H.P. Lovecraft and Albert Einstein, Part 2 – HPL’s Thoughts on Einstein’s Ideas

The previous article was a very brief review of some of Albert Einstein’s accomplishments in theoretical physics.  This article will provide some information on what HPL thought of Einstein’s work, while a subsequent article will then review how HPL incorporated some of Einstein’s ideas in his stories.

Like many in the scientific community at the time, HPL had a lot of reservations and was very skeptical about Einstein’s Theory of General Relativity.  It wasn’t until the first empirical test was performed and supported Einstein’s theory, that the skepticism of both the scientific community and HPL started to decline.  This support came in 1919 when measurements on how light from a star  shifts  as it passes close to the Sun during an ellipse were made.  These results confirmed Einstein’s theoretical ideas. However, in addition to providing evidence toward Einstein’s theory, this progress in theoretical physics had a profound and philosophical impact on HPL.  For example, in a letter to his friend James F. Morton, HPL says that Einstein’s Theory of Relativity throws our world and perception of reality into chaos, making the cosmos a jest or as HPL put it: “All the cosmos is a jest, and fit to be treated only as a jest, and one thing is as true as another.” – HPL from S.T. Joshi’s I Am Providence:  The Life and Times of H.P. Lovecraft (Hippocampus Press, 2013). Lovecraft’s Universe by Shane Gallagher

As cited above, the empirical measurements collected during 1919 solar eclipse, which provided evidence and support for Einstein’s Theory of General Relativity, had a profound impact on HPL who said, “[the results of the experiment]….removes the last hold which reality or the universe can have on the independent mind.” – Joshi, 2013. In another instance HPL said that as a result of Einstein’s work, “All is change, accident and ephemeral illusion…” – Joshi 2013.

S.T. Joshi’s incredibly detailed, yet very entertaining, biography of H.P. Lovecraft.  A real bargain when purchased on the Kindle or a similar device.  Highly recommended.

One gets the impression reading these quotes that HPL felt vilified, and yet slightly disappointed, that his materialistic and random perception of the universe is being confirm through Einstein’s investigations.  However, as Joshi point out in I Am Providence (Joshi, 2013), much of this stems from HPL’s confusion and bafflement associated with Einstein’s theories.  Yet, HPL was not alone.  Most people found Einstein’s Theory of General Relativity hard to understand due to the complex mathematics.   Those few who understood the math still rejected it as absurd (Farndon, 2007).

Based on Einstein’s Theory and its incorporation of gravity into General Relativity, the universe should be either expanding or contracting.  Based on some of the material cited in Joshi’s book, this idea generated unease in HPL since he sided with most scientists at the time that the universe has always existed and is infinite.  It sounds like over time, HPL came to terms with this idea (Joshi, 2013).  Indeed so did most of the scientific community, particularly when Edwin Hubble’s work on receding galaxies and the red shift phenomenon (that is, Hubble’s Law – the greater the distance of a galaxy, the faster it recedes) provided additional support for Einstein’s theory.   Much of Hubble’s work was conducted through the 1920’s and early 1930’s but much of this work was not presented to the public until the mid- to late 1930’s, which may explain why I can not find any mention of Hubble’s work in HPL’s fiction or essays.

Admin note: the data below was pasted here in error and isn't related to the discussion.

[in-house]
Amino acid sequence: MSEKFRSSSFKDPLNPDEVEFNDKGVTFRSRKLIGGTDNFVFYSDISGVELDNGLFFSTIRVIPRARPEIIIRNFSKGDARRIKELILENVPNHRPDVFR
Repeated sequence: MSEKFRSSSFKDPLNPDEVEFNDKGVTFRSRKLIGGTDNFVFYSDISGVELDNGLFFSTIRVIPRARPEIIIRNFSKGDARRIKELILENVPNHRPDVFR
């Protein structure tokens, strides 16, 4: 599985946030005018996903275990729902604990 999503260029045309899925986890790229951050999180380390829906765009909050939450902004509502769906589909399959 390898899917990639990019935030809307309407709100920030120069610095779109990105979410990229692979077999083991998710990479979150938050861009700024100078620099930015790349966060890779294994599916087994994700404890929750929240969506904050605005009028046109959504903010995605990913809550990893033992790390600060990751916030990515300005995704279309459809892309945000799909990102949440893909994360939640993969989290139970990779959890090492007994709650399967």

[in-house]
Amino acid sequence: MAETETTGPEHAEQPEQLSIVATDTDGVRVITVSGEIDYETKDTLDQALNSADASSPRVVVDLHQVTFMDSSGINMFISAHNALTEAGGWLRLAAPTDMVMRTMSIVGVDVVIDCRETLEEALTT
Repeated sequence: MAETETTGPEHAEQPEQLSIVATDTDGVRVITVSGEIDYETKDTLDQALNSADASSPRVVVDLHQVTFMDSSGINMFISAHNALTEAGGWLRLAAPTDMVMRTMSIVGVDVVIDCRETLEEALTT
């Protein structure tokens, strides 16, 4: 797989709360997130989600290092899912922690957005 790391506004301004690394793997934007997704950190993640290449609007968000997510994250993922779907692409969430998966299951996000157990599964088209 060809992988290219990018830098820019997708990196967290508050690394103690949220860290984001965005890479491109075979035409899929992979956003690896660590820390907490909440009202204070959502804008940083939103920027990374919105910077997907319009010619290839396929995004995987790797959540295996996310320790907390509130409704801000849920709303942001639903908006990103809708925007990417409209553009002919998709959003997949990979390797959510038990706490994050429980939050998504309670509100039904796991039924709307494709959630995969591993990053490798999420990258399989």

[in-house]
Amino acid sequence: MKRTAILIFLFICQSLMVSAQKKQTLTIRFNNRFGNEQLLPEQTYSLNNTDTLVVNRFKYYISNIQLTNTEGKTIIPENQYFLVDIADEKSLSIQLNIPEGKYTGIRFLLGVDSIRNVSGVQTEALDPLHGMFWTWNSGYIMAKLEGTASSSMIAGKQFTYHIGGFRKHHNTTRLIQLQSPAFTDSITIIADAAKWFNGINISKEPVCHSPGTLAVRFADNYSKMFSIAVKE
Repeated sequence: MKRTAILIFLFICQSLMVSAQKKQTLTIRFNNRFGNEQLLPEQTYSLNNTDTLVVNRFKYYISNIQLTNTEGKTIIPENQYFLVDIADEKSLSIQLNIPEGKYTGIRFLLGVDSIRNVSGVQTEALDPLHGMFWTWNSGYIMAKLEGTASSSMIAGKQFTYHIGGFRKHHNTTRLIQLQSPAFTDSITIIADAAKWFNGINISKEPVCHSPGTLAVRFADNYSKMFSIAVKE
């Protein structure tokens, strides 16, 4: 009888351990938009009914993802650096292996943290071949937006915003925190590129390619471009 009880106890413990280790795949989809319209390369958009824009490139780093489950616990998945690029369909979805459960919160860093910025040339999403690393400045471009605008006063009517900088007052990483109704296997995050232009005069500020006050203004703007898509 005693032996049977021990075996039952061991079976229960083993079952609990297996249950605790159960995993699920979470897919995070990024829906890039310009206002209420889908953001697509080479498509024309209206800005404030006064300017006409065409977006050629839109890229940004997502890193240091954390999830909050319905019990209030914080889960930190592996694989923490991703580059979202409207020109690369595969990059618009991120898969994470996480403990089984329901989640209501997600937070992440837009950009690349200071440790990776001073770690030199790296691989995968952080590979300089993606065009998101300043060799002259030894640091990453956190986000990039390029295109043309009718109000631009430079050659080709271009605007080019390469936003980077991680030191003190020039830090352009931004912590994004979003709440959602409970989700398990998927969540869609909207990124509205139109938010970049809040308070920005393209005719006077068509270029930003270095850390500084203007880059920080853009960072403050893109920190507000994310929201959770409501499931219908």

Hubble’s Law of receding galaxies (from www.scienceblogs.com)

As cited above, in spite of the difficulty in understanding Einstein’s ideas, particularly those associated with Relativity, HPL did seem to come to terms with its concepts and did incorporate some of these ideas (or the idea of “breaking” some of these universal laws) into his fiction.  And while some have been critical of HPL’s use or “abuse” of Einstein’s Theories in his fiction, it was still innovative story writing at the time – using cutting edge physics and science in horror fiction.  Probably one of the most interesting “connections” recognized by HPL was the importance of non-Euclidean geometry and math in a “curved space-time” Einsteinian universe.

Einstein taking a break from his mathematical work and looking into the heavens with associates.

Next time we will discuss the use of Einstein’s ideas, or references to Einstein himself, in HPL’s fiction.  Thank you – Fred.

Was Einstein an Old One?  (by Retto; on drawception.com)


2 thoughts on “H.P. Lovecraft and Albert Einstein, Part 2 – HPL’s Thoughts on Einstein’s Ideas

  1. Like the effect of Einstein’s theory on his contemporaries, I found a passage in your Part 2 confusing. In the sentence

    “Yet, HPL was not alone, most people found Einstein’s Theory of General Relativity hard to understand and the few who did rejected it as absurd (Farndon, 2007).”

    I am not sure what the few did. Did they understand the theory? This would seem to be the message, but the active verb ‘find’ doesn’t support the implied connection to ‘hard to understand’ as a verb.

    1. Hey Ivan – my apologies. I meant to say that most people found Einstein’s ideas difficult to understand due to the mathematics involved and those few who could understand the math behind the theories rejected his ideas as absurd. I will modify the sentence. Thank you for pointing that out!


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